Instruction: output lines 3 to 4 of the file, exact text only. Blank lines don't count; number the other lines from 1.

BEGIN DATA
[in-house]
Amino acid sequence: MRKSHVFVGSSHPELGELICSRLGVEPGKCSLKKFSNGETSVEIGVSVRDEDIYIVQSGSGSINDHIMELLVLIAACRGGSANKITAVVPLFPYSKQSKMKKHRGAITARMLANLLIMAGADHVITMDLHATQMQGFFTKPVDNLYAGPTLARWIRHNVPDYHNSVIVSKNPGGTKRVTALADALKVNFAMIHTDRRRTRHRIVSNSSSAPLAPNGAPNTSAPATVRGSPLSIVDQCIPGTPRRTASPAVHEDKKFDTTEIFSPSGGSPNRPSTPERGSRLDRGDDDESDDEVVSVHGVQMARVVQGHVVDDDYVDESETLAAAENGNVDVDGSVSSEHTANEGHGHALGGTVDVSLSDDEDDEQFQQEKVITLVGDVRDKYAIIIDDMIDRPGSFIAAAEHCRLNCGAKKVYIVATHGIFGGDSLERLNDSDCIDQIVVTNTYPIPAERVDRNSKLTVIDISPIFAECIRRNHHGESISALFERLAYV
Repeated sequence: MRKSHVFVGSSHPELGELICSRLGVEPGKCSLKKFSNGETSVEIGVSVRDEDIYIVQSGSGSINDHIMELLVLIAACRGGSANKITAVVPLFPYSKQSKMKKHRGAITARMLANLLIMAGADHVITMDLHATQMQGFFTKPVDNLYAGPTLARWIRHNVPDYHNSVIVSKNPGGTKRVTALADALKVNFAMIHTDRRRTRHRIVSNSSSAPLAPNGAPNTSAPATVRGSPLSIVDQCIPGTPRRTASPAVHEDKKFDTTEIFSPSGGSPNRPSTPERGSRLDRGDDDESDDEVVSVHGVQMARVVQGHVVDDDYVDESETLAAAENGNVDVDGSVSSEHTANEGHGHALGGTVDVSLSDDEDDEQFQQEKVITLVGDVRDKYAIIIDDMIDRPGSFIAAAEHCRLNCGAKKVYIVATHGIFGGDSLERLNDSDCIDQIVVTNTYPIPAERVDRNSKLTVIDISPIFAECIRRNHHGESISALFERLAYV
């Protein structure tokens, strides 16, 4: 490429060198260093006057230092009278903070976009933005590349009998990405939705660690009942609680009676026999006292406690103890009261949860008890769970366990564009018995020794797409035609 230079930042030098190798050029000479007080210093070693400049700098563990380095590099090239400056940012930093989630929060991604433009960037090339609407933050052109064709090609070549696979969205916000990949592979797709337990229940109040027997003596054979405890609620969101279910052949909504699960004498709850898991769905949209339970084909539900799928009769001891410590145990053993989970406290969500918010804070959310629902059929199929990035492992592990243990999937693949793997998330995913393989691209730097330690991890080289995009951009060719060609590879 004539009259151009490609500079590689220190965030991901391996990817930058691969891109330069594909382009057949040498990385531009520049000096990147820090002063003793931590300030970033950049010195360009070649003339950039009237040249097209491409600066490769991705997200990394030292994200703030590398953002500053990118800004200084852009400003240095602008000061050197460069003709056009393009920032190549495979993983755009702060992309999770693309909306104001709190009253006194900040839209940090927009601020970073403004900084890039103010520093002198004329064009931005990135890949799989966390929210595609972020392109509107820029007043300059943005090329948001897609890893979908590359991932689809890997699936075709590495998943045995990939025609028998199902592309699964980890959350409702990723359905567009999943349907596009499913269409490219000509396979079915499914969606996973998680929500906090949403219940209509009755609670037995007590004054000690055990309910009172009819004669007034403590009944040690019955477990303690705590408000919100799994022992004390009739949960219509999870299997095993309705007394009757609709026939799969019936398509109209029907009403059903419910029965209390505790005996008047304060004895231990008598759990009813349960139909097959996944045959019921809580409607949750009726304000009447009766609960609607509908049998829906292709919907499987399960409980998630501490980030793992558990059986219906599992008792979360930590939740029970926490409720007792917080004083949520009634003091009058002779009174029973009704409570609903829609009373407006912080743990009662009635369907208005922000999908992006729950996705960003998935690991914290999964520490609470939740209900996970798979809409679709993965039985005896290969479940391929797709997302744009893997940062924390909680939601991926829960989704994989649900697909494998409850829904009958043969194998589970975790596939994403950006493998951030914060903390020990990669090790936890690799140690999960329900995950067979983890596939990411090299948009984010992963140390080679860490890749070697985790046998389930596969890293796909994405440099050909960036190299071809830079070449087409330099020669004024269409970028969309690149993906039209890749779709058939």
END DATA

Repeated sequence: MRKSHVFVGSSHPELGELICSRLGVEPGKCSLKKFSNGETSVEIGVSVRDEDIYIVQSGSGSINDHIMELLVLIAACRGGSANKITAVVPLFPYSKQSKMKKHRGAITARMLANLLIMAGADHVITMDLHATQMQGFFTKPVDNLYAGPTLARWIRHNVPDYHNSVIVSKNPGGTKRVTALADALKVNFAMIHTDRRRTRHRIVSNSSSAPLAPNGAPNTSAPATVRGSPLSIVDQCIPGTPRRTASPAVHEDKKFDTTEIFSPSGGSPNRPSTPERGSRLDRGDDDESDDEVVSVHGVQMARVVQGHVVDDDYVDESETLAAAENGNVDVDGSVSSEHTANEGHGHALGGTVDVSLSDDEDDEQFQQEKVITLVGDVRDKYAIIIDDMIDRPGSFIAAAEHCRLNCGAKKVYIVATHGIFGGDSLERLNDSDCIDQIVVTNTYPIPAERVDRNSKLTVIDISPIFAECIRRNHHGESISALFERLAYV
């Protein structure tokens, strides 16, 4: 490429060198260093006057230092009278903070976009933005590349009998990405939705660690009942609680009676026999006292406690103890009261949860008890769970366990564009018995020794797409035609 230079930042030098190798050029000479007080210093070693400049700098563990380095590099090239400056940012930093989630929060991604433009960037090339609407933050052109064709090609070549696979969205916000990949592979797709337990229940109040027997003596054979405890609620969101279910052949909504699960004498709850898991769905949209339970084909539900799928009769001891410590145990053993989970406290969500918010804070959310629902059929199929990035492992592990243990999937693949793997998330995913393989691209730097330690991890080289995009951009060719060609590879 004539009259151009490609500079590689220190965030991901391996990817930058691969891109330069594909382009057949040498990385531009520049000096990147820090002063003793931590300030970033950049010195360009070649003339950039009237040249097209491409600066490769991705997200990394030292994200703030590398953002500053990118800004200084852009400003240095602008000061050197460069003709056009393009920032190549495979993983755009702060992309999770693309909306104001709190009253006194900040839209940090927009601020970073403004900084890039103010520093002198004329064009931005990135890949799989966390929210595609972020392109509107820029007043300059943005090329948001897609890893979908590359991932689809890997699936075709590495998943045995990939025609028998199902592309699964980890959350409702990723359905567009999943349907596009499913269409490219000509396979079915499914969606996973998680929500906090949403219940209509009755609670037995007590004054000690055990309910009172009819004669007034403590009944040690019955477990303690705590408000919100799994022992004390009739949960219509999870299997095993309705007394009757609709026939799969019936398509109209029907009403059903419910029965209390505790005996008047304060004895231990008598759990009813349960139909097959996944045959019921809580409607949750009726304000009447009766609960609607509908049998829906292709919907499987399960409980998630501490980030793992558990059986219906599992008792979360930590939740029970926490409720007792917080004083949520009634003091009058002779009174029973009704409570609903829609009373407006912080743990009662009635369907208005922000999908992006729950996705960003998935690991914290999964520490609470939740209900996970798979809409679709993965039985005896290969479940391929797709997302744009893997940062924390909680939601991926829960989704994989649900697909494998409850829904009958043969194998589970975790596939994403950006493998951030914060903390020990990669090790936890690799140690999960329900995950067979983890596939990411090299948009984010992963140390080679860490890749070697985790046998389930596969890293796909994405440099050909960036190299071809830079070449087409330099020669004024269409970028969309690149993906039209890749779709058939």